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US EPA announces agreement for $44.1 million cleanup of San Gabriel Valley Superfund Site

Release Date: 3/8/2004
Contact Information: Francisco Arcaute, U.S. EPA, (213) 452-3378

     Action begins public comment period

           LOS ANGELES - The U.S. Environmental Protection Agency and the U.S. Department of Justice today announced that 38 parties have agreed to a settlement for a $44.1 million cleanup of the groundwater contamination in the El Monte Operable Unit of the San Gabriel Valley Superfund Sites.  

     The consent decree was lodged March 5, 2004 with the U.S. District Court in Los Angeles.

      In addition to the cleanup, the consent decree requires the settling parties to reimburse the EPA approximately $1.9 million for its past response costs and to pay all future oversight costs.

     The San Gabriel Valley Sites, Areas 1-4 became Superfund sites in 1984.  The El Monte unit is an area of 10 square miles of groundwater contaminated with volatile organic compounds in both the deep and shallow aquifers.  Businesses owned and or operated by the settling parties had used VOCs for degreasing, metal cleaning and other purposes.

     The cleanup calls for pumping approximately 2.4 million gallons per day of contaminated groundwater and treating the groundwater for VOCs and other chemicals, as necessary.  The remedy will control the movement of VOC-contaminated groundwater and protect downstream water supply wells.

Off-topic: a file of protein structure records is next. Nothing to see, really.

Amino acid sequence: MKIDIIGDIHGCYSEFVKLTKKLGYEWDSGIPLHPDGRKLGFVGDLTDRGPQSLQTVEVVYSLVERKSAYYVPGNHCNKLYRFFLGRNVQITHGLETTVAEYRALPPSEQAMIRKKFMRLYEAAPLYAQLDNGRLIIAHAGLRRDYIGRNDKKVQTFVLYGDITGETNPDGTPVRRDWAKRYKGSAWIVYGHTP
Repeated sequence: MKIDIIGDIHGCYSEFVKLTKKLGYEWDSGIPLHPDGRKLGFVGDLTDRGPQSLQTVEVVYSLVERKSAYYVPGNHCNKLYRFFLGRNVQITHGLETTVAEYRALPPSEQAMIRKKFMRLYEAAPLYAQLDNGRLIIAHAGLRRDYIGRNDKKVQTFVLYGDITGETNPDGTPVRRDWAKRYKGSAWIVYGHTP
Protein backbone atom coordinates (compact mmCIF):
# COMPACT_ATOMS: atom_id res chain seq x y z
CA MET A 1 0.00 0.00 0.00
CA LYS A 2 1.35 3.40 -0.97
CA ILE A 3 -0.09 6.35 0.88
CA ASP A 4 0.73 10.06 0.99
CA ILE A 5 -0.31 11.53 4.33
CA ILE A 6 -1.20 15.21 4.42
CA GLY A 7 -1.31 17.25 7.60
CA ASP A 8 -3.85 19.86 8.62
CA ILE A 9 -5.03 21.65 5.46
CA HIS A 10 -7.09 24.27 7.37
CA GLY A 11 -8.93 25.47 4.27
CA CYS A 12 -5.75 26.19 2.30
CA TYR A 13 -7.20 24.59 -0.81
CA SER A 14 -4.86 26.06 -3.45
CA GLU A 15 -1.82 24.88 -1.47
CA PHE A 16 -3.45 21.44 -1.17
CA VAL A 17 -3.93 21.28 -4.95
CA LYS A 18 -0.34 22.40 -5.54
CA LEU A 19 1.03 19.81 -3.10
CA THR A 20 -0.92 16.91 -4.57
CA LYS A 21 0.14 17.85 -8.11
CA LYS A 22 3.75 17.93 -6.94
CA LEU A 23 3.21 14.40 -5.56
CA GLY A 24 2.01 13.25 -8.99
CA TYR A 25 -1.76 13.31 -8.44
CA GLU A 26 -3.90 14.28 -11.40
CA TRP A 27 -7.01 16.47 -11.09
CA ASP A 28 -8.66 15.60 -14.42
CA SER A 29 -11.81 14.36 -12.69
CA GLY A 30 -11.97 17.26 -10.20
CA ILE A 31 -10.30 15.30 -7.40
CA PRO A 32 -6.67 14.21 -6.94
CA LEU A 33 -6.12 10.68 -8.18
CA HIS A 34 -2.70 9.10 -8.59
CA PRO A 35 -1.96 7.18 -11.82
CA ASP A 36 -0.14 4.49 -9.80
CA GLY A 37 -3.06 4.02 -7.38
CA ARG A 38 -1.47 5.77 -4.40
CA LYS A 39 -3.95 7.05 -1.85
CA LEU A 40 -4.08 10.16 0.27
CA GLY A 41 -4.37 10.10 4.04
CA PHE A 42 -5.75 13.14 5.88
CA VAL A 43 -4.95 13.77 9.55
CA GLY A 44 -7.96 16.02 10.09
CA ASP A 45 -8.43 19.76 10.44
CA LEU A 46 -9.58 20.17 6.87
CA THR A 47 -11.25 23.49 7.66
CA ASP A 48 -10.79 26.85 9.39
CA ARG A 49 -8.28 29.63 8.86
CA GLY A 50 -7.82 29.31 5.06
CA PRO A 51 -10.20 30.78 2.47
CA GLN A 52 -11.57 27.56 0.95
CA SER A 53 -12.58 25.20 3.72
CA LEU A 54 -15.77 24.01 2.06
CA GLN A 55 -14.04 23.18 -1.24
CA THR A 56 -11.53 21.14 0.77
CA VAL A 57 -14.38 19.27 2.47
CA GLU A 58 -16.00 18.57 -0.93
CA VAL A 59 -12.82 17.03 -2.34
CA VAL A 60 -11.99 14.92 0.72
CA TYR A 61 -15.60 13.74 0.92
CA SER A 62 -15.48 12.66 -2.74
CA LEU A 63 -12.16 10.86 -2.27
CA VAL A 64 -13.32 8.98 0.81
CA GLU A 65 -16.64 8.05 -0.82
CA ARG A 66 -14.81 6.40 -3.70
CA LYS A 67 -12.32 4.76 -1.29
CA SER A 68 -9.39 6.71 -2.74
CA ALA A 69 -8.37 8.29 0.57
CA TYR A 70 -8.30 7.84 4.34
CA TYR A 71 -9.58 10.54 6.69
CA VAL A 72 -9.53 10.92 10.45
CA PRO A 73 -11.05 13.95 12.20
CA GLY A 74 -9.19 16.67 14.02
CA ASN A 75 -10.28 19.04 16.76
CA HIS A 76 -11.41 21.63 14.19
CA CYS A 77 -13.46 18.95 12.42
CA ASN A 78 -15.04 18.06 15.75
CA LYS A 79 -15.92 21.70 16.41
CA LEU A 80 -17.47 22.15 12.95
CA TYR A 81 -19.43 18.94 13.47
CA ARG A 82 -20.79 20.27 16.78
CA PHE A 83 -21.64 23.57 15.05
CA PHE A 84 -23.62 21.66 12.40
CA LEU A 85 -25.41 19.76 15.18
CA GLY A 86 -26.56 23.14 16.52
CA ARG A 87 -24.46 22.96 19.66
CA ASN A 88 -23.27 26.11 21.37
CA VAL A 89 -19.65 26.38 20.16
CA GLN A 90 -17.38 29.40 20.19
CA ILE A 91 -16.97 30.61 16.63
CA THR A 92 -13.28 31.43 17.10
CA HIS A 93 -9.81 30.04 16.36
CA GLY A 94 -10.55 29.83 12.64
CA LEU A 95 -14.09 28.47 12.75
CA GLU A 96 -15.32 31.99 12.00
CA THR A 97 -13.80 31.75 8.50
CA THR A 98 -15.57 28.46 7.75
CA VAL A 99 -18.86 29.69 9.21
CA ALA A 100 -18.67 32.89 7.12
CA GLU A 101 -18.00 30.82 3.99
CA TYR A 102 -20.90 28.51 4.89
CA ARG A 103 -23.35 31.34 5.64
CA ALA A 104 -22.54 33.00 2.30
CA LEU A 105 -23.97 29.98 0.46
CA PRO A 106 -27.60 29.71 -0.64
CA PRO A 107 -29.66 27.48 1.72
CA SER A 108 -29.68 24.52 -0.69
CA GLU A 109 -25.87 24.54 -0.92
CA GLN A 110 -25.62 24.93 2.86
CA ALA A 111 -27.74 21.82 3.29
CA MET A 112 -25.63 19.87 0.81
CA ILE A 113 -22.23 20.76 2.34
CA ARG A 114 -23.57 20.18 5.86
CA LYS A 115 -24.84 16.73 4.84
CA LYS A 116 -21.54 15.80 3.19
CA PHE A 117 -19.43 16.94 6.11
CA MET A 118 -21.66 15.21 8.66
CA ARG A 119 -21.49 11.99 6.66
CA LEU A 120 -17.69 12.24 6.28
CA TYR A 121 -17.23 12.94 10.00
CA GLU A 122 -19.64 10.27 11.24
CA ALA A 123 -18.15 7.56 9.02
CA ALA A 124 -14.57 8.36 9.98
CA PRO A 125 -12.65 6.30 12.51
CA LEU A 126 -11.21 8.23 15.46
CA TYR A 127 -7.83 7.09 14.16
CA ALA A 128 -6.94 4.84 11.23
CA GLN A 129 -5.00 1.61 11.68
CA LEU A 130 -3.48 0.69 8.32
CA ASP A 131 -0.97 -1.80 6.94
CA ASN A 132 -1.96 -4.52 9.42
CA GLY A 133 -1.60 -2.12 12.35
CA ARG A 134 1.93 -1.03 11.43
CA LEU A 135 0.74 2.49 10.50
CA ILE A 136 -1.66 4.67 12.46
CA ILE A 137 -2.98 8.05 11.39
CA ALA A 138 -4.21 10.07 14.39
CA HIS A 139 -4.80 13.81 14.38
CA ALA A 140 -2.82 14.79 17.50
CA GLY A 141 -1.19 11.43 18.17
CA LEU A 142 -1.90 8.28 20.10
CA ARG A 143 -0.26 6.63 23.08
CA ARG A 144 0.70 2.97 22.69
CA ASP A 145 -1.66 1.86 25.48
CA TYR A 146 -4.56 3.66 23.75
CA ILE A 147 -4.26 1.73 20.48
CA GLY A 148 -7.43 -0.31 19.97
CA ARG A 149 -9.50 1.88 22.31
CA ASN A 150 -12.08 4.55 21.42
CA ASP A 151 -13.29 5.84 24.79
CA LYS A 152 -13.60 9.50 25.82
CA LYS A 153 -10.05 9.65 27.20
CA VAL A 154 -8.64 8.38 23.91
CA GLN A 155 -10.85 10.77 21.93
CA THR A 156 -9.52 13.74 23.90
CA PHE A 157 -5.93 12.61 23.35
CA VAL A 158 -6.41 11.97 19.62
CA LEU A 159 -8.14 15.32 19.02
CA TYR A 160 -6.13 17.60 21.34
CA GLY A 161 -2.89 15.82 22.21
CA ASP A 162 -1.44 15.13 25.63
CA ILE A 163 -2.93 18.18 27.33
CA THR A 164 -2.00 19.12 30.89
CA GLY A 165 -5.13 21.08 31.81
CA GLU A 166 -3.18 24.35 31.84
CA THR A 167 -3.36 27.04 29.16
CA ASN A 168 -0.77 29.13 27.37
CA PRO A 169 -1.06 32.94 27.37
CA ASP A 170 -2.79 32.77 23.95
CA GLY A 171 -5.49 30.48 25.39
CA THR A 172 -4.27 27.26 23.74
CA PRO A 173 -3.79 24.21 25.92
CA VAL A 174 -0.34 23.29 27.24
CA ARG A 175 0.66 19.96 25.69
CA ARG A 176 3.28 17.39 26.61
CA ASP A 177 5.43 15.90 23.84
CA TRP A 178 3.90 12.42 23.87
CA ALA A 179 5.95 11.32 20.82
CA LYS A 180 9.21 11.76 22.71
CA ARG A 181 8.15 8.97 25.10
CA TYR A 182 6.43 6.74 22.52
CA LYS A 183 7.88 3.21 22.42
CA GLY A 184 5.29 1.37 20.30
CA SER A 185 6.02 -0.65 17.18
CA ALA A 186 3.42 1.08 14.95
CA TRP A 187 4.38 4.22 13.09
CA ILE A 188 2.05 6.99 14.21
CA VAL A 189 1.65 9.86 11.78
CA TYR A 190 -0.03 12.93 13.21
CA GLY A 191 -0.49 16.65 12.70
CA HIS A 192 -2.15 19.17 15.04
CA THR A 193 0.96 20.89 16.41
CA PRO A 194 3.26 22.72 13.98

"The hard work of all the parties on this settlement has really paid off," said Keith Takata, director of the U.S. EPA's Superfund Division for the Southwest Region.  "Now we have the funds committed to complete the cleanup at the El Monte OU and protect human health and the environment."

     "This settlement represents our continuing efforts to ensure that those responsible for contamination pay for the costs of the cleanup," said Tom Sansonetti, Assistant Attorney General of the Environment and Natural Resource Division of the U.S. Department of Justice.  "Through this important settlement, the El Monte OU will be cleaned up and the public protected from the risks of exposure to these hazardous substances."